The Beaver Creek Experimental Watershed - June 24, 2015
Jeff Schalau, Agent, Agriculture & Natural Resources
University of Arizona Cooperative Extension, Yavapai County

The Beaver Creek Experimental Watershed should be of interest to Verde Valley residents because it is a major research area in our backyard. A watershed (also called a drainage basin or catchment basin) is a geographic area of land that drains water to a shared destination. The Beaver Creek Experimental Watershed in on the Coconino National Forest and includes Stoneman Lake, Rimrock, Lake Montezuma, and McGuireville. Below is a brief history and some of the research results.

In 1955, ranchers, scientists from the USFS Rocky Mountain Research Station, and representatives from the Salt River Project were concerned that woody vegetation was reducing the flow of water and available forage for livestock across the state. As a result, the University of Arizona was commissioned to investigate the potential for improving water yield from the Arizona’s forests and rangelands. Initial investigations suggested that surface water runoff could be increased if high water using plants such as trees and shrubs were replaced with low water using plants such as grasses and forbs.

The Beaver Creek Experimental Watershed was established by the US Forest Service to evaluate water runoff changes after altering vegetation using various timber harvest strategies, herbicides, and burning. Changes in livestock forage, timber production, wildlife habitat, recreation, and soil movement were monitored in addition to surface runoff.

Between 1957 and 1962, 20 specific sub-watershed study units within the Beaver Creek Experimental Watershed were designated to test the effects of several vegetation management practices on water yield and other resources. Of the 20 sub-watersheds, 18 were watersheds from 66 to 2,036 acres where specific vegetation modifications could be tested on a pilot basis. The other two, encompassing 12,100 and 16,500 acres, were watersheds set aside to demonstrate the effects of management practices on areas of the size land managers work with daily.

Before any vegetation was altered, runoff from each sub-watershed was measured using gauging stations and sediment traps for several years to determine streamflow variations under pretreatment conditions. During this time, the quantity and quality of other natural resources also were inventoried. After pretreatment measurements were completed, six watersheds were designated as untreated "controls" that would provide comparisons with treated areas.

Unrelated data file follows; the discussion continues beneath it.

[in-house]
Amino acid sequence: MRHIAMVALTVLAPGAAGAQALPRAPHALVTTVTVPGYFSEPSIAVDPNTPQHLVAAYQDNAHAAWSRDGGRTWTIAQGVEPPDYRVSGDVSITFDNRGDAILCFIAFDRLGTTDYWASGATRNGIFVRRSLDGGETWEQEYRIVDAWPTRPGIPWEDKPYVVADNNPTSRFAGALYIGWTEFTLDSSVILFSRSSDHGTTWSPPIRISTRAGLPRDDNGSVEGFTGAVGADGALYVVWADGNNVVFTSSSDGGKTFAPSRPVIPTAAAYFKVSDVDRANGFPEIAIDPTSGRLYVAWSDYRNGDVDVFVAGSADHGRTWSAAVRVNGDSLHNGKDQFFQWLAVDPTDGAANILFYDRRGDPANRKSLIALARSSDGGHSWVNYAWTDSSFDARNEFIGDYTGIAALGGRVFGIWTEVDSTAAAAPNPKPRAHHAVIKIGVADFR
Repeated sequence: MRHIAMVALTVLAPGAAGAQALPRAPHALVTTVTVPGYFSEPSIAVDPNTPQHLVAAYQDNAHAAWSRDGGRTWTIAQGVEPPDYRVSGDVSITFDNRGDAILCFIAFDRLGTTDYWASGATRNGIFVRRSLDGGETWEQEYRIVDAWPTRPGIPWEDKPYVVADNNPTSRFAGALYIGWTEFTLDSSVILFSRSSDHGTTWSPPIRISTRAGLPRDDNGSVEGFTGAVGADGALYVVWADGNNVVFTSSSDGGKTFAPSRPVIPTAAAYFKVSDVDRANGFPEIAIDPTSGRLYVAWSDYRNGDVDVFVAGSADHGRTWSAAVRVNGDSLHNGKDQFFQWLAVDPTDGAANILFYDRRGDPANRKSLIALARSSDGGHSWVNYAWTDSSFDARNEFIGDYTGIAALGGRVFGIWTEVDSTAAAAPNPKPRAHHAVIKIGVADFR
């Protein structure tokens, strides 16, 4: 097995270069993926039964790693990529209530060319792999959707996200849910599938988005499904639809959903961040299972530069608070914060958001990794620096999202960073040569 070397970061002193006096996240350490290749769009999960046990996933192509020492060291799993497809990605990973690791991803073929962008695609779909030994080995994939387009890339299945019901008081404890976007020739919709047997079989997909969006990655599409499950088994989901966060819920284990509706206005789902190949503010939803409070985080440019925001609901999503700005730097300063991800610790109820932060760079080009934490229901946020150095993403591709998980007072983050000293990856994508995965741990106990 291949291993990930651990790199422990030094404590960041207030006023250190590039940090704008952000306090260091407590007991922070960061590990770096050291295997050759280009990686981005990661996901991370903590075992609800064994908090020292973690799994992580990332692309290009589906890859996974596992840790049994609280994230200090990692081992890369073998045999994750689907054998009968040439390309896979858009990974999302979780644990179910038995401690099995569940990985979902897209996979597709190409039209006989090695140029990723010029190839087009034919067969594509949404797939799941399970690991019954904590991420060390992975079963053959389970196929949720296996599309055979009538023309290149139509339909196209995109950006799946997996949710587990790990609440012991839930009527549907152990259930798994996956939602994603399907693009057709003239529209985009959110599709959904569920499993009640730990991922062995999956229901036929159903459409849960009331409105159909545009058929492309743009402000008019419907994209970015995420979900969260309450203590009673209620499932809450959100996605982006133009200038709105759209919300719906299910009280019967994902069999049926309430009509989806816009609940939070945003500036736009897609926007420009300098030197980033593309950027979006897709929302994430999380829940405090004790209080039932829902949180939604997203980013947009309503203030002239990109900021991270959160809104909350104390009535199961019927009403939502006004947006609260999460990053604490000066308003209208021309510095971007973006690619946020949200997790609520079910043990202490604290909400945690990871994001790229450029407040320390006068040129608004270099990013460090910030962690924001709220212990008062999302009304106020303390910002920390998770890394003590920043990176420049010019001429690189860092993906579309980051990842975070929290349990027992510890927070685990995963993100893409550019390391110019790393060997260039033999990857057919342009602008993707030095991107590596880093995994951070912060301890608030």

Pinyon/juniper areas were of particular interest to researchers. Three techniques were used to remove pinyon and juniper trees. These were uprooting, herbicide spraying, and cutting, respectively. Herbicide spraying was the only treatment to yield a significant streamflow increase. However, the federal government carefully regulates the use of herbicides on public lands, limiting the general use of this technique. Mechanical removal, such as uprooting or cutting, is the primary means for converting pinyon-juniper woodlands to other types of vegetation. Increased grass was the most noticeable change triggered by pinyon-juniper removal. However, the cost of removal usually is more than the value of the livestock forage gained unless the trees can be sold for fence posts or firewood. In addition, if the grasslands are not maintained by periodic burning and/or mechanical tree removal, trees regrow on these sites over time.

Pinyon-juniper removal also caused wildlife changes, particularly among small mammals and birds. For example, birds that feed in trees are replaced by ground feeders. The predominant game animal during the study period was mule deer. They were affected little by tree removal when woodland cover was left not far from the openings. However, more forage was made available in early spring when deer often need additional nourishment. Today, elk would likely be considered the major game species in the Beaver Creek Experimental Watershed.

Records from the pinyon-juniper sub-watersheds showed that erosion rates and sediment loads (amount of soil suspended in the runoff) in the streams varied sharply with the intensity of storms. A heavy storm that occurred soon after the trees were removed from one watershed eroded away much of the soil. By and large, average sediment loads from the treated watersheds did not significantly exceed those from the control watersheds.

The Beaver Creek Experimental Watershed and the researchers that worked there generated lots of excellent scientific data. Today, hydrologists and water managers are still interested in vegetation manipulation to increase water yield. Research in this field continues as we place increasing demands on our water resources in the arid southwest. More information about the Beaver Creek Experimental Watershed is linked below.

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Additional Resources

Beaver Creek Environmental Atlas
Northern Arizona University

Managing Arid and Semiarid Watersheds
USFS Rocky Mountain Research Station and University of Arizona

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Arizona Cooperative Extension
Yavapai County
840 Rodeo Dr. #C
Prescott, AZ 86305
(928) 445-6590
Last Updated: June 11, 2015ontent Questions/Comments:
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